Volume 17, Number 3, 1964 Fall.
Box 14 Folder 388-390
Volume 18, Number 1, 1965 Spring.
Box 14 Folder 391-396
Volume 18, Number 2, 1965 Summer.
Box 14 Folder 397-401
Volume 18, Number 3, 1965 Fall.
Box 15 Folder 402-404
Volume 19, Number 1, 1966 Spring.
Box 15 Folder 405-409
Volume 19, Number 2, 1966 Summer.
Box 15 Folder 410-414
Volume 19, Number 3, 1966 Fall.
Box 15 Folder 415-420
Volume 20, Number 1, 1967 Spring.
Box 15 Folder 421-425
Volume 20, Number 2, 1967 Summer.
Box 16 Folder 426-432
Volume 20, Number 3, 1967 Fall.
Box 16 Folder 433-437
Volume 21, Number 1, 1968 Spring.
Box 16 Folder 438-440
Volume 21, Number 2, 1968 Summer.
Box 16 Folder 441-443
Volume 21, Number 3, 1968 Fall.
Box 16 Folder 444-449
Volume 22, Number 1, 1969 Spring.
Box 17 Folder 450-454
Volume 22, Number 2, 1969 Summer.
Box 17 Folder 455-459
Volume 22, Number 3, 1969 Fall.
Box 17 Folder 460-464
Volume 23, Number 1, 1970 Spring.
Box 17 Folder 465-468
Volume 23, Number 2, 1970 Summer.
Box 17 Folder 469-472
Volume 23, Number 3, 1970 Fall.
Box 18 Folder 473-476
Volume 24, Number 1, 1971 Spring.
Box 18 Folder 477-481
Volume 24, Number 2, 1971 Summer.
Box 18 Folder 482-485
Volume 24, Number 3, 1971 Fall.
Box 18 Folder 486-490
Volume 25, Number 1, 1972 Spring.
Box 18 Folder 491-494
Volume 25, Number 1, 1972 Spring.
Box 19 Folder 495-499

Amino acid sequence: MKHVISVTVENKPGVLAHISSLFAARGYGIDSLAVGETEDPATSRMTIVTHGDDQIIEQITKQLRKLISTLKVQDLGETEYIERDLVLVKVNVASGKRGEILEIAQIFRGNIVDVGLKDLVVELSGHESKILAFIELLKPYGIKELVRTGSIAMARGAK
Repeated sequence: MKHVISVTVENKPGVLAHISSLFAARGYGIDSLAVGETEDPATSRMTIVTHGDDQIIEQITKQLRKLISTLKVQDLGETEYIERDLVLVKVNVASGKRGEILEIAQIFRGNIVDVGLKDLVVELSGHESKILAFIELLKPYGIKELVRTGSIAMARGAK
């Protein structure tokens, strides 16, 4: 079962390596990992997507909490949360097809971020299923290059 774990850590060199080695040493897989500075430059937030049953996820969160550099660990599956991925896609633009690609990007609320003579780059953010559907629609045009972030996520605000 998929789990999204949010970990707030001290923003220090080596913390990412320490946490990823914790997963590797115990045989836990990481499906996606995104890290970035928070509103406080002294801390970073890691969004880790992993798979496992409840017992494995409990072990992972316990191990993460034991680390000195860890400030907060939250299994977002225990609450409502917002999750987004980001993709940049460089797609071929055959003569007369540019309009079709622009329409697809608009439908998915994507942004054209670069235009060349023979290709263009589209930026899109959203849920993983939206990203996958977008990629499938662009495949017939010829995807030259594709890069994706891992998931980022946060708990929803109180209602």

Volume 25, Number 2, 1972 Summer.
Box 19 Folder 500-507
Volume 25, Number 2, 1972 Summer.
Box 20 Folder 508-512
Volume 25, Number 3, 1972 Fall.
Box 20 Folder 513-523
Volume 26, Number 1, 1973 Spring.
Box 21 Folder 524-525
Volume 26, Number 2, 1973 Summer.
Box 21 Folder 526-533
Volume 26, Number 3, 1973 Fall.
Box 21 Folder 534-539
Volume 26, Number 3, 1973 Fall.
Box 22 Folder 540-542
Volume 27, Number 1, 1974 Spring.
Box 22 Folder 543-544
Volume 27, Number 2, 1974 Summer.
Box 22 Folder 545-554
Volume 27, Number 3, 1974 Fall.
Box 22 Folder 555-556
Volume 28, Number 1, 1975 Spring.
Box 23 Folder 557-558
Volume 28, Number 2, 1975 Summer.
Box 23 Folder 559-560
Volume 28, Number 3, 1975 Fall.
Box 23 Folder 561-562
Volume 29, Number 1, 1976 Spring.
Box 23 Folder 563
Volume 29, Number 2, 1976 Summer.
Box 23 Folder 564-565
Volume 29, Number 3, 1976 Fall.
Box 23 Folder 566-567
Volume 30, Number 1, 1977 Spring.
Box 23 Folder 568-569
Volume 30, Number 2, 1977 Summer.
Box 23 Folder 570-571
Volume 30, Number 3, 1977 Fall.
Box 23 Folder 572-573
Volume 31, Number 1, 1978 Spring.
Box 24 Folder 574-576
Volume 31, Number 2, 1978 Summer.
Box 24 Folder 577
Volume 31, Number 3, 1978 Fall.
Box 24 Folder 578-580
Volume 32, Number 1, 1979 Spring.
Box 24 Folder 581
Volume 32, Number 2, 1979 Summer.
Box 24 Folder 582-583
Volume 32, Number 3, 1979 Fall.
Box 24 Folder 584-587
Volume 33, Number 1, 1980 Spring.
Box 24 Folder 588-589
Volume 33, Number 2, 1980 Summer.
Box 25 Folder 590-591
Volume 33, Number 3, 1980 Fall.
Box 25 Folder 592-594
Volume 34, Number 1, 1981 Spring.
Box 25 Folder 595-602
Volume 34, Number 1, 1981 Spring 1981.
Box 26 Folder 603-607
Volume 34, Number 2, 1981 Summer.
Box 26 Folder 608-613
Volume 34, Number 2, 1981 Summer.
Box 27 Folder 614-621
Volume 34, Number 3, 1981 Fall.
Box 27 Folder 622-625
Volume 34, Number 3, 1981 Fall.
Box 28 Folder 626-633
Volume 34, Number 3, 1981 Fall.
Box 29 Folder 634-638
Volume 35, Number 1, 1982 Spring.
Box 29 Folder 639-644
Volume 35, Number 1, 1982 Spring.
Box 29 Folder 645-651
Volume 35, Number 2, 1982 Summer.
Box 30 Folder 652-657
Volume 35, Number 3, 1982 Fall.
Box 30 Folder 658-659
Volume 35, Number 3, 1982 Fall.
Box 31 Folder 660-663
Volume 36, Number 1, 1983 Spring.
Box 31 Folder 664-671
Volume 36, Number 2, 1983 Summer.
Box 31 Folder 672-673
Volume 36, Number 2, 1983 Summer.
Box 32 Folder 674-683